Judge Decides to Exclude Other Properties of Catholic Church in the Bankruptcy Case of the Archdiocese

by San Antonio Attorney

A bankruptcy judge denied the request of the victims of clergy abuse to include the properties of Catholic Church in the bankruptcy estate of the Archdiocese of St. Paul and Minneapolis.

The ruling of U.S. Bankruptcy Judge Robert Kressel on July 28, 2016 prevented the efforts of the abuse victims to increase the funds available to resolve their claims.

The committee of the abuse victims plans to appeal the judge’s decision, while the Catholic parishes were pleased with the outcome ruling.  According to Archbishop Bernard Hebda, an added litigation will pointlessly make the process longer and chomp through the claimants’ funds.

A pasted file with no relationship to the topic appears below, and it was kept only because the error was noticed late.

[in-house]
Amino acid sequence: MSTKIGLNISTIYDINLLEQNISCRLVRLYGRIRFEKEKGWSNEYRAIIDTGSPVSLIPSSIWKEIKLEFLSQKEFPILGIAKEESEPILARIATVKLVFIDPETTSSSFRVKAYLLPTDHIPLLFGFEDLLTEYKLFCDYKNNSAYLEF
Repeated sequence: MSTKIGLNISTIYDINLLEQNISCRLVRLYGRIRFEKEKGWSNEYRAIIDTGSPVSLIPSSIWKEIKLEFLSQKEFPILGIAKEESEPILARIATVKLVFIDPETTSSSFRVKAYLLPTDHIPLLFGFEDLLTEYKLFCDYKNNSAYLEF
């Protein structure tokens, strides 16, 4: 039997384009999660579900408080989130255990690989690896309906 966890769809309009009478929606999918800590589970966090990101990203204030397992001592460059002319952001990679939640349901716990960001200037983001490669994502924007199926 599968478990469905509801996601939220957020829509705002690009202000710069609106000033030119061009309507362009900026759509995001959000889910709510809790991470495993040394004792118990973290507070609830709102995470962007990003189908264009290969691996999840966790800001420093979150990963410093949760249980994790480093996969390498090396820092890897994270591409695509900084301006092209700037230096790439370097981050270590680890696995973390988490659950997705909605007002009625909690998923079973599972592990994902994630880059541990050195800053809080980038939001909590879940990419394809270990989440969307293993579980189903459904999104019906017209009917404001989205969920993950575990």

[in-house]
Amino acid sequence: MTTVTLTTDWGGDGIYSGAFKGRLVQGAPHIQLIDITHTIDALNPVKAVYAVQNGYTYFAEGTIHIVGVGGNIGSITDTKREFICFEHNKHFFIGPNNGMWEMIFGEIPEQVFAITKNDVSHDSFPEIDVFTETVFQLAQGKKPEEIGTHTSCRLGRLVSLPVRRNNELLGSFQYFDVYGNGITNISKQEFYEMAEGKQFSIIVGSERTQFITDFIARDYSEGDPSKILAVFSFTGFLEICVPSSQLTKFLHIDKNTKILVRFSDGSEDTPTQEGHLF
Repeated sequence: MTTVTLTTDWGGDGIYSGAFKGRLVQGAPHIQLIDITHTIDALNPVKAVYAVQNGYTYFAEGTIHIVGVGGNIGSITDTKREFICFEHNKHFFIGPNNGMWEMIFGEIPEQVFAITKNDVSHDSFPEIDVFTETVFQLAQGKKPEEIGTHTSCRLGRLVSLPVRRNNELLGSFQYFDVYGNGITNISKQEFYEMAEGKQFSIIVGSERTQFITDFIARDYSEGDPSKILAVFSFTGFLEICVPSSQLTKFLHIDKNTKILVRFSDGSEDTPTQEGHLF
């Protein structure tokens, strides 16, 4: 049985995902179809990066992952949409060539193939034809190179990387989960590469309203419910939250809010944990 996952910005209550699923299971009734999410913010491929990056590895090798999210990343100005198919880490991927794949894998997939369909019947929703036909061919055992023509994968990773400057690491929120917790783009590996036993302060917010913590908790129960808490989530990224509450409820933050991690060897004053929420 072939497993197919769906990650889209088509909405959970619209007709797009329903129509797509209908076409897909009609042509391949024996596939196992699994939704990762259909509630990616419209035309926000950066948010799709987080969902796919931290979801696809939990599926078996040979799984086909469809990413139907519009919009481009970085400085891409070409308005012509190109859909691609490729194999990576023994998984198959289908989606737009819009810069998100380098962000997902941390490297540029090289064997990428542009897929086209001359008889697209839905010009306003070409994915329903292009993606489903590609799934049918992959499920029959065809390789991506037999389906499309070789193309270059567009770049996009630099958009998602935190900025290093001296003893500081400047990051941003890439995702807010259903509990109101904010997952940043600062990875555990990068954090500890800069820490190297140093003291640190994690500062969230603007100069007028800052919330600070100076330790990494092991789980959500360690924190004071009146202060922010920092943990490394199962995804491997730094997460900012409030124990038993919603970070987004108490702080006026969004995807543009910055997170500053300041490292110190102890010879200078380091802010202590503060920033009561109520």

In his written statement, Kressel explained that he does not have the power to combine the assets of the entities concerned, which includes schools, parishes, cemeteries, foundation and financial services company.
The judge also said that even if he had the authority, the facts presented by the victims’ committee were not enough to validate a consolidation.

The request of the victims’ committee was filed in May.  The consolidation of assets was estimated to reach $1.7 billion.  Upon filing for bankruptcy last year, the declared net worth of Archdiocese of St.  Paul and was $45 million.

The motion filed by the victims’ committee claims that the archdiocese moved a lot of funds into its nonprofit organizations, after it became obvious that lawsuits against clergies were set to blow up.

The lawyers of the victims had submitted documents coming from the archdiocese demonstrating that within that period, the Catholic Services Appeal Foundation and Catholic Finance Corporation were formed out of the archdiocese.  There were also pictures shown in which the “Archdiocese of St.  Paul and Minneapolis” had been erased in the Catholic cemeteries.

The victims’ committee is alleging that the archdiocese concealed assets, which should be given to the survivors of clergy abuses.

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